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Hard work and innovation have helped Serbian moldmaker and injection molder 
Inmold come from scratch in less than three years to carve out a successful niche.

Robert Colvin

September 23, 2009

3 Min Read
Spotlight with Goran Jankovic

Hard work and innovation have helped Serbian moldmaker and injection molder 
Inmold come from scratch in less than three years to carve out a successful niche.

Goran Jankovic left his former employer to set up shop in Pozega, Serbia in 2007 to offer specialized toolmaking for customers keen to jumpstart their product promotion with good graphics and innovative IML packaging. Taking with him four experienced engineers, he soon saw that design and moldmaking alone were not enough, so he added custom injection molding. Originally the injection molding equipment was intended only to test new molds, but he soon saw the operation offered the potential of providing another profit center under the same roof.

Buying a 3000m2 former government warehouse and converting it into a shop floor, the small (today staffed by 40) operation sees its future providing customers with a turnkey offering that includes design, molds, in-house-designed and -built robotics, and downstream operations.


Goran Jankovic says Inmold sees new markets on the horizon.

One recent success he points to is the sale of two complete IML lines to the country’s largest food processor, Farmakom Koncern, which uses the new kit to process containers for its soft cheeses. “Is IML recession-proof?” as MPW asked recently (May 2009). Jankovic sees no decrease in the demand for food and packaging, so he sees IML as a safe bet. Farmakom, which took the two lines that include injection presses from Stork Plastics Machinery (Hengelo, the Netherlands) with Inmold-designed and -built robots plus all downstream equipment, is “a perfect example that to attract shoppers to your product, you have to invest in eye-catching packaging,” Jankovic says. To spread that message, Inmold last February held an IML open house in cooperation with Farmakom, Stork, and other producers for 70 customers and prospects from throughout Serbia, neighboring Balkan states, Russia, France, Italy, and Austria.

Thanks to the help of attention-grabbing IML visuals on the injection molded packaging, Farmakom has been able to jump from number two in soft cheese products to becoming the county’s top producer. “Sure, the initial investment might be more expensive than other decorating means, but the end result is overall less expensive for long runs, offering faster cycle times and more dynamics in the packaging,” says Jankovic.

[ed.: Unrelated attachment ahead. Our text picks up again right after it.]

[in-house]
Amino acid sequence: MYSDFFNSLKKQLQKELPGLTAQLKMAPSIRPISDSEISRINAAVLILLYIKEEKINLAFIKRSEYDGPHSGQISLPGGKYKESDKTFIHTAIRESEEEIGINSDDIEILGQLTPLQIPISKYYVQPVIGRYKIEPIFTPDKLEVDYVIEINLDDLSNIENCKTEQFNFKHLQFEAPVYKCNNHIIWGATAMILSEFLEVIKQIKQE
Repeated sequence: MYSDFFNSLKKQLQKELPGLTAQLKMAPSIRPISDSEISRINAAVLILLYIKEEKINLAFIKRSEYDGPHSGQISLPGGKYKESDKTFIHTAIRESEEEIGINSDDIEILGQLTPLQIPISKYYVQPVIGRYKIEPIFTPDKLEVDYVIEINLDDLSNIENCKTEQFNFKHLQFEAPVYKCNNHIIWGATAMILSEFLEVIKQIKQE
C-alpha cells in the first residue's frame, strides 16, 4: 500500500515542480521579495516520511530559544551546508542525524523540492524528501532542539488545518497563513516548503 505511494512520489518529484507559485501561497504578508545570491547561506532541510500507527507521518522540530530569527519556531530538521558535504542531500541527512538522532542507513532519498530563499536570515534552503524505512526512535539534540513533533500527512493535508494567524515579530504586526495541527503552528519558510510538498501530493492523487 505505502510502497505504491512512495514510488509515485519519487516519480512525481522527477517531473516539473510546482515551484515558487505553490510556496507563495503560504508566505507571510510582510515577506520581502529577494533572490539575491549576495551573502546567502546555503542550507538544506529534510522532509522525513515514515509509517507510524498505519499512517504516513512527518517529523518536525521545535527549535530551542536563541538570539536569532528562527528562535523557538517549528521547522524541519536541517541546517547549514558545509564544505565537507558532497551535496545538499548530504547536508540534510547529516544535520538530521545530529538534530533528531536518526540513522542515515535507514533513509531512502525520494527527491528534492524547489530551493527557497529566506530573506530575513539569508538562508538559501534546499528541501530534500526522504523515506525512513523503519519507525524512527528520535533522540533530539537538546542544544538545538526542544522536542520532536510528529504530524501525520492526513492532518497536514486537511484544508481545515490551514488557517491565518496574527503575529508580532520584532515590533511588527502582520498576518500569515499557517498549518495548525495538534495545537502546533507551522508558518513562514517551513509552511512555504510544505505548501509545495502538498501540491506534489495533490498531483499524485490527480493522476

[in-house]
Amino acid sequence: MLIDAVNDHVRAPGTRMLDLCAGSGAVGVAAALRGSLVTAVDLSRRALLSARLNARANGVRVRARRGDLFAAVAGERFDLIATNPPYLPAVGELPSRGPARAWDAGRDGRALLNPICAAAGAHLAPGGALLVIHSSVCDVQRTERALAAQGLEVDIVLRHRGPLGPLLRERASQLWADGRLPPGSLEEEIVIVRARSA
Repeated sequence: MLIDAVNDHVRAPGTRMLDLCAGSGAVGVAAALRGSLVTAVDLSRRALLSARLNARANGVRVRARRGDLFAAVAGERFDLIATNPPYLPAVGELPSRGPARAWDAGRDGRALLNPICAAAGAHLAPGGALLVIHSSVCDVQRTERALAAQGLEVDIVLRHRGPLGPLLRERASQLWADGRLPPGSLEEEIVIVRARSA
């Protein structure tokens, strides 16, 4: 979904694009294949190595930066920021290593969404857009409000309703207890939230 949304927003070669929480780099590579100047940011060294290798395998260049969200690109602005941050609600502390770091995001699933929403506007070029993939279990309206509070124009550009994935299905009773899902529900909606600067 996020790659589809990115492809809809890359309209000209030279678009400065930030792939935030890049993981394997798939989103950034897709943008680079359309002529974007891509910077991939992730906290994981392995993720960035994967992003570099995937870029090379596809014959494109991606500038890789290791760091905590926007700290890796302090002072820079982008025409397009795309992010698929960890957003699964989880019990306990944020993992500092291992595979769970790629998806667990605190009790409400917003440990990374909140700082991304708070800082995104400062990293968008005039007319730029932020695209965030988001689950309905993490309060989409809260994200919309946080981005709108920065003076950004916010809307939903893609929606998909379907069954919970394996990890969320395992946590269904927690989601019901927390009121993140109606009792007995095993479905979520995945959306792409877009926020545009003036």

Jankovic was up against tough German, Italian, and Austrian competition for the Farmakom order. What sold Farmakom on giving the contract to Inmold, a local firm? Jankovic says it was the company’s ability to provide fast, efficient service and good quality. Its cooperation with well-known Western European brand Stork also helped.

Another new business for Inmold is mold repair. “Many injection molders in financially troubled times like these are unwilling to invest in new molds, but are happy for us to refurbish their existing tooling,” he says. In June he opened, in cooperation with a Slovenian firm, a new mold repair shop in Pozega with Serbia’s only laser welding operation. Laser welding, he says, produces less stress on a mold and enhances tooling service life. In 2008 the company invested more than €600,000 in a variety of CNC milling machines and EDM equipment.

Jankovic remains amazed when fellow moldmakers and processors complain about the difficulty finding and keeping qualified staff. “But when you ask them if they are investing in continuing education for their staff, they see this as an extra, and often unnecessary, expense,” he notes. Not so at Inmold, which provides weekly business and technical English classes along with other company-related training programs free of charge to the staff. “Especially our younger workers are excited about the opportunity to take part in such classes,” he says. This has helped the young operation to maintain and build its staff without the usual fluctuation. Jankovic  sees his company’s future tied to being just one step ahead of the competition. —Robert Colvin

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